“…Her power in the comic books is fireworks. In this film, I can safely say that her power is more fire-plasmoid, electricity type.”
Another tweak is that unlike in the cartoon where she was the new kid, here she’s actually been around the X-Mansion for a while.
“She is a student at the X-Mansion and she’s been here for about 10 years. So she’s not new, unlike some of the other characters who have just arrived. She’s mostly with Scott, Jean, and [Nightcrawler]. They’re like her good core friend group.”
Speaking of Nightcrawler, the dark-faced elfish mutant who stole many of the scenes in X2 finally returns to the franchise after he was mysteriously left out of the character roster for X3: The Last Stand. This time around, it’s Kodi Smit-McPhee who will be bringing him to life, and the young actor revealed that he didn’t look too much at his predecessor Alan Cumming’s work to get to grips with the character.
“…A lot of people would ask if we looked to their performance for any inspiration, but I think the beauty in it was being able to refer to the Marvel Universe itself and what fans love so much about the characters and being able to bring back the younger versions of them, I think it’s a great place to expand to and actually you’re going backwards, so that’s pretty cool.”
He went on to explain how this version of Nightcrawler won’t be quite as tortured and tragic as Cumming’s portrayed him, but rather close to his comic roots.
“I believe we kind of get to see the side of Nightcrawler that we love so much in the comics. The more vulnerable, swashbuckling, joyous, random, personality that we love, but also so grounded in his faith at a young age as well, as we went with the choice to still have the designs. So, it’s a mix of ideas, but uh, something that I believe is pretty faithful to what the fans enjoy and, um, something that I can kind of relate to as well, so…”
Another character who returns after being missing off-screen for a while is Rose Byrne’s Moira Mactaggert, who was last seen pretending to having been mind-wiped by Charles Xavier (played by James McAvoy) to her superiors at the CIA. So what has she been up to in the 20 years since then?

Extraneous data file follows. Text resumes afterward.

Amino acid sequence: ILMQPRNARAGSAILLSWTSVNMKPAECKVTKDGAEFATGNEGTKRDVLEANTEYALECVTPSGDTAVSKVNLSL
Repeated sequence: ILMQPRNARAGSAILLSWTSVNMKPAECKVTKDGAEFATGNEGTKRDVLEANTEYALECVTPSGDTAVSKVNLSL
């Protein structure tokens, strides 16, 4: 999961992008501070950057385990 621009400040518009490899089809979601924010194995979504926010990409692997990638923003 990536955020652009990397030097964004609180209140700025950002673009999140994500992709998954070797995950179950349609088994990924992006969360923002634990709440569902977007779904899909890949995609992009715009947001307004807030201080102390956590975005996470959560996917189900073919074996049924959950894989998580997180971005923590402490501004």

“Yeah, she’s been in a fog. Well, she’s been at the CIA, because they took her back even after her unceremonious ending in First Class, so yeah, it kind of unfolds a little bit in this one.”
Moira began as just a normal CIA agent but she eventually became a strong pro-mutant supporter after working with Xavier’s original young team. And for Apocalypse she will once again be straddling those allegiances.
“I think [the mutants are] still essentially suspicious, except Moira is still such a champion of them and believes in the progressiveness of Charles and still holds that very, very true and so she’s, uh, sort of in the same position really she was in the first one in a way, that she’s battling against the bureaucracy of the CIA and their suspicions of the mutants, yeah.”
Byrne also commented on what it was like to work with First Class stars McAvoy, Fassbender and Jennifer Lawrence again, especially since this looks to be the final hurrah for their characters. Maybe.
“Yeah, James is an actor’s actor. He’s one-hundred percent committed to performing whatever the situation is and he’s so compassionate and passionate actor, too, so it’s really always a pleasure to work with him. And it makes these fantastical worlds grounded, because he’s so in the moment. So, I love working with him, yeah. And it’s lovely to sort of have that… it’s like being a character in the novel and sort of get reunited again in another chapter, so it’s very… I’m very flattered they wanted to try and tie that up. And this is a big one, it’s the third one with Michael and James and Jen and these people that audiences have come to love and we’ll see if they return, but at the moment, y’know, it’s up in the air.”
X-Men: Apocalypse is scheduled for release on May 27. You can go read some more of JoBlo’s interview with the cast over HERE.